However, Harada Sensei stressed that to wait to see movement before one reacted was a big mistake! “If you wait, it is too late, it’s all over”, were and still are his words. He stressed that controlling through movement was what he was, ultimately, after. Something he is a master at doing. He repeatedly backs would be attackers into a corner, reacting to the most subtle of indications before a full blown attack can be launched. His movements, sometimes too subtle too see, other times ruthless in their speed and impact.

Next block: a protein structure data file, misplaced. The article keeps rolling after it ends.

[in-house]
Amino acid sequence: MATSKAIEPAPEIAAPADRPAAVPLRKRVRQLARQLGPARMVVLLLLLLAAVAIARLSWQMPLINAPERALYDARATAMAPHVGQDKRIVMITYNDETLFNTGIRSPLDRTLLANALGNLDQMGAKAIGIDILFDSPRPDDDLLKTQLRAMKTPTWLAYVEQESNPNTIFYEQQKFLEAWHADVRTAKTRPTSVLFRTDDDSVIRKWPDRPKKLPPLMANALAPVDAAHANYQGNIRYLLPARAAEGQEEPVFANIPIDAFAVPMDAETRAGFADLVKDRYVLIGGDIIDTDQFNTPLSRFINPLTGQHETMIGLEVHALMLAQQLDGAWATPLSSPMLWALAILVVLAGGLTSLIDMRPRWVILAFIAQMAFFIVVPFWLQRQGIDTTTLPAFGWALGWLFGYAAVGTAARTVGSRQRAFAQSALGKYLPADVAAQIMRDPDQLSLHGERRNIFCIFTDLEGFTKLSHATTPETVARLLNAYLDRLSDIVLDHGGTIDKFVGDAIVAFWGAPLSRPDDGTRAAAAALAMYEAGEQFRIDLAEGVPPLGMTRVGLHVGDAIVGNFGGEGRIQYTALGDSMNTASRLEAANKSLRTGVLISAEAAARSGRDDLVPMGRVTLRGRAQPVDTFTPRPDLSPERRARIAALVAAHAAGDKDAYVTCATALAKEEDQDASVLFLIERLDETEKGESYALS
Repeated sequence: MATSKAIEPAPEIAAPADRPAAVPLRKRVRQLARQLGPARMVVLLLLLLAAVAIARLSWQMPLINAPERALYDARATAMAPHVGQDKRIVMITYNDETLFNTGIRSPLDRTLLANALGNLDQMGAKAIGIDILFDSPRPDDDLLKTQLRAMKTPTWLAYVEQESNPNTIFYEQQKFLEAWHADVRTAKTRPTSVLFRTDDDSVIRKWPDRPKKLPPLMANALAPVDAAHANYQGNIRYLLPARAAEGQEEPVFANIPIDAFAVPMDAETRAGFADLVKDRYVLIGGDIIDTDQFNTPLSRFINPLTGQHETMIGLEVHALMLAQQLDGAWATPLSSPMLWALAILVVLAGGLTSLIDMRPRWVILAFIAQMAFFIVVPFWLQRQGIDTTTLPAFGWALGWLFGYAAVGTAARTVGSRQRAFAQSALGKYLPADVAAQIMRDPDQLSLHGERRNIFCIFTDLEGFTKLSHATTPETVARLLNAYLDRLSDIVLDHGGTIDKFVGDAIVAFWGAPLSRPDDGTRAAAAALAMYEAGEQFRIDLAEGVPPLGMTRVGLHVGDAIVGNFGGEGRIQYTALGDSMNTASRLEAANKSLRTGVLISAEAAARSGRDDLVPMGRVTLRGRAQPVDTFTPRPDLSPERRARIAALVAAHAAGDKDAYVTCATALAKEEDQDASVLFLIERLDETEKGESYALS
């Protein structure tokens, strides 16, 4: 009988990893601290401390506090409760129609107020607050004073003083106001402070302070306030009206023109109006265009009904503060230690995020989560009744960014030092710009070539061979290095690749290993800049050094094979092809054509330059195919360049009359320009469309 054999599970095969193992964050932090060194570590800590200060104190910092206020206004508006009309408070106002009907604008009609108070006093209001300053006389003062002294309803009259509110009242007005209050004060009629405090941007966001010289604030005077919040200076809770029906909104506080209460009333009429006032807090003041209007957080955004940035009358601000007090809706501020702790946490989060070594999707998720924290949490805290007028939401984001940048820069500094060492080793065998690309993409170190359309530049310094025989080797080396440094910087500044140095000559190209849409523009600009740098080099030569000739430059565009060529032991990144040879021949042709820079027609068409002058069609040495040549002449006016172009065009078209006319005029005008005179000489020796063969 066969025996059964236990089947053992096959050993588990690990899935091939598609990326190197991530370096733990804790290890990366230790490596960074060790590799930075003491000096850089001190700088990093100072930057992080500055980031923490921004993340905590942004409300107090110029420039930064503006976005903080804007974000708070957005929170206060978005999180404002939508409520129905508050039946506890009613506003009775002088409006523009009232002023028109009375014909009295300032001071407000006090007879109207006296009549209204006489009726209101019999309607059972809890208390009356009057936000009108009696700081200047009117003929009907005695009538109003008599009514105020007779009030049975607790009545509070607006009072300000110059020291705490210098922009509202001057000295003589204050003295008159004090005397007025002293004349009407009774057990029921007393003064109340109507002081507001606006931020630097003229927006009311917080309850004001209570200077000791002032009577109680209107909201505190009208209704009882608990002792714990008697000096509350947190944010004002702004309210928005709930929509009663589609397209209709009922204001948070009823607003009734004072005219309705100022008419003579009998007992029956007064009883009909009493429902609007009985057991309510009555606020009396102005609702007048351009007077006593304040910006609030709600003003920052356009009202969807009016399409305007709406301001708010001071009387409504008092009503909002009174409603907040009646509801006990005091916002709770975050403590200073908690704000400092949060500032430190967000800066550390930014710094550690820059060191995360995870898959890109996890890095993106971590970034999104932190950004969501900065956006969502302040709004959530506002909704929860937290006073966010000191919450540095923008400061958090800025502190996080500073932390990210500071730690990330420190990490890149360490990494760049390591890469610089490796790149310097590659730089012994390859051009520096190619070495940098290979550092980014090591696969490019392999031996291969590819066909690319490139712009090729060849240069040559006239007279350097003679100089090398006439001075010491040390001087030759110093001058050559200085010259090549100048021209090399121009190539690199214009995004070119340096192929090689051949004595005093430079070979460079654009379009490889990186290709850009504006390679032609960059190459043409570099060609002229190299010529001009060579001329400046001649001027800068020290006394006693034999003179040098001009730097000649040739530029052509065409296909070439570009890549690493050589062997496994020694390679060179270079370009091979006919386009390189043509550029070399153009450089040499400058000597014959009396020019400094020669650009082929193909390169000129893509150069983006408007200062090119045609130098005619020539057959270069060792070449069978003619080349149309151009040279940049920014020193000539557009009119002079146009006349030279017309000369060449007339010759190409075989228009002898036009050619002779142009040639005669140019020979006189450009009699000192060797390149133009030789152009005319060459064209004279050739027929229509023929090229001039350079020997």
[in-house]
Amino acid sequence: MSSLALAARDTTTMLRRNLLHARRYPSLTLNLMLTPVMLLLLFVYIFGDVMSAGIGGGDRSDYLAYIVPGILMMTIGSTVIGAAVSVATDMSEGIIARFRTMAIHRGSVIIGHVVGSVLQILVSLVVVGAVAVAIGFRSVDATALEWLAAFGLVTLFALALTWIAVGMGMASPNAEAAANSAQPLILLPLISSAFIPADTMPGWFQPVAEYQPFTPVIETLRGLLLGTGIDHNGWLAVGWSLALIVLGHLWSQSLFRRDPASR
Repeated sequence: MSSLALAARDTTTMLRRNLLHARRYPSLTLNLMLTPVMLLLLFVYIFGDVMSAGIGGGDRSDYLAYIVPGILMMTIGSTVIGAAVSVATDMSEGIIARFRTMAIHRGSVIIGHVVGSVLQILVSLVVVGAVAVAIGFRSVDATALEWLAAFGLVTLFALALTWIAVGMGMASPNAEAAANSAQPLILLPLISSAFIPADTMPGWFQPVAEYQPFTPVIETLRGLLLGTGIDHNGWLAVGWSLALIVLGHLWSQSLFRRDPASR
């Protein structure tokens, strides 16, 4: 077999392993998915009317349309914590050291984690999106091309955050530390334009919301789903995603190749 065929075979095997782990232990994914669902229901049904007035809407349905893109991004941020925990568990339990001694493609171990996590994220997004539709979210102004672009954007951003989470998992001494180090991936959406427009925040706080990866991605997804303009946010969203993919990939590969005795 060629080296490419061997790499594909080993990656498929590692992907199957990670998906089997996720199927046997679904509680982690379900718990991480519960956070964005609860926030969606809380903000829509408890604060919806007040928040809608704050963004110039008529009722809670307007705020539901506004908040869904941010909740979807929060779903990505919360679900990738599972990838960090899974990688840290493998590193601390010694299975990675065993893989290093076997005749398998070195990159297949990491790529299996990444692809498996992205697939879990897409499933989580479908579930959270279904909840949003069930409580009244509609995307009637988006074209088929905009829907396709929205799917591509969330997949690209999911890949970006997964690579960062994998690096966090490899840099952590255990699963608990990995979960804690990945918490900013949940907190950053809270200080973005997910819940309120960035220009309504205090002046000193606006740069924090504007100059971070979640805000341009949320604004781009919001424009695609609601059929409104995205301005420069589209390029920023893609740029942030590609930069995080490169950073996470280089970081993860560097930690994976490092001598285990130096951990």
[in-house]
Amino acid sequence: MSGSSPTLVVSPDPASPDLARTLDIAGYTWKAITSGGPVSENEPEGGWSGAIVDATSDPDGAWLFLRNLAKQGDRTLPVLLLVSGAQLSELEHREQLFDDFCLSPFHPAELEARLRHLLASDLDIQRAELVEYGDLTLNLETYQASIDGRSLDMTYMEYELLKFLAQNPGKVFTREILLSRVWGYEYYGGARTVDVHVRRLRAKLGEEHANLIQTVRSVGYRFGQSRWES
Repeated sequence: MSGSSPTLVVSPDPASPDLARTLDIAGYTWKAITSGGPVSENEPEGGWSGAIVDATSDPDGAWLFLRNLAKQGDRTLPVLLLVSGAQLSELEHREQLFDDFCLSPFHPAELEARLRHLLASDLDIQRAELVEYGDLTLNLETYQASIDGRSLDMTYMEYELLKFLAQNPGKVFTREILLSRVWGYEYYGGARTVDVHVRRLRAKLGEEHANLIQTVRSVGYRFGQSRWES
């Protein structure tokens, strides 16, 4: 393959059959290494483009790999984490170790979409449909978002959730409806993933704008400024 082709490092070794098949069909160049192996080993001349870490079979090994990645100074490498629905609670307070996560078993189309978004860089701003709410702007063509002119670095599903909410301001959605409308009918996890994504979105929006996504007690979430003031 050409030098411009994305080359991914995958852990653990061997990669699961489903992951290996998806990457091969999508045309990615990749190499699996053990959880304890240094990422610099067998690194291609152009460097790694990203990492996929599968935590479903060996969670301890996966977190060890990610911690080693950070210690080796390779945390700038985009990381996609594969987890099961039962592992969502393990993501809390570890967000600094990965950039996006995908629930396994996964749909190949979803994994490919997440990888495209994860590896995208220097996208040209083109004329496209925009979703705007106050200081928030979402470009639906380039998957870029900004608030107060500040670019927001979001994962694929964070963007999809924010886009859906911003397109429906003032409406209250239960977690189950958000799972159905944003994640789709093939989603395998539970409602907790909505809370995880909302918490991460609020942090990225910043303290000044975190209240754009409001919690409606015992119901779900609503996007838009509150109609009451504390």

Whichever was his approach, the result was the same, an attack could not be landed and more often than not it could not even be launched! Harada Sensei’s ethos was simple in these cases, “never give an opportunity to attack”, he stressed. His movement allowed him to do this. By ever changing and adapting to the attacker in front of him, he would repeatedly nullify potential attacks by his intuitive movement that opened and closed attacking distances at the moment when they were about to appear. To do this Sensei focuses on his opponents changing breathing pattern, tightening muscles in specific areas such as the shoulders and changing facial expression at the start of an attack to name but a few indications he looks for. Whatever they are, they can totally frustrate an attacker. When you are giving your best and trying your utmost to knock his block off, you might hear “ ah, thank-you very much” as he steps forward and grabs your nose between his thumb and forefinger and laughs out loud. Someone like Harada Sensei, who can achieve this repeatedly against proven high performers over and over, must be onto something a bit special and one of those things is his ability to control an opponent through movement. Such is Harada Sensei’s perception he can easily turn this timing into offence. As the opportunity arises, he takes it with lightening speed and no indication of any change in his own body condition. “Defence or attack, the body remains the same” he stresses.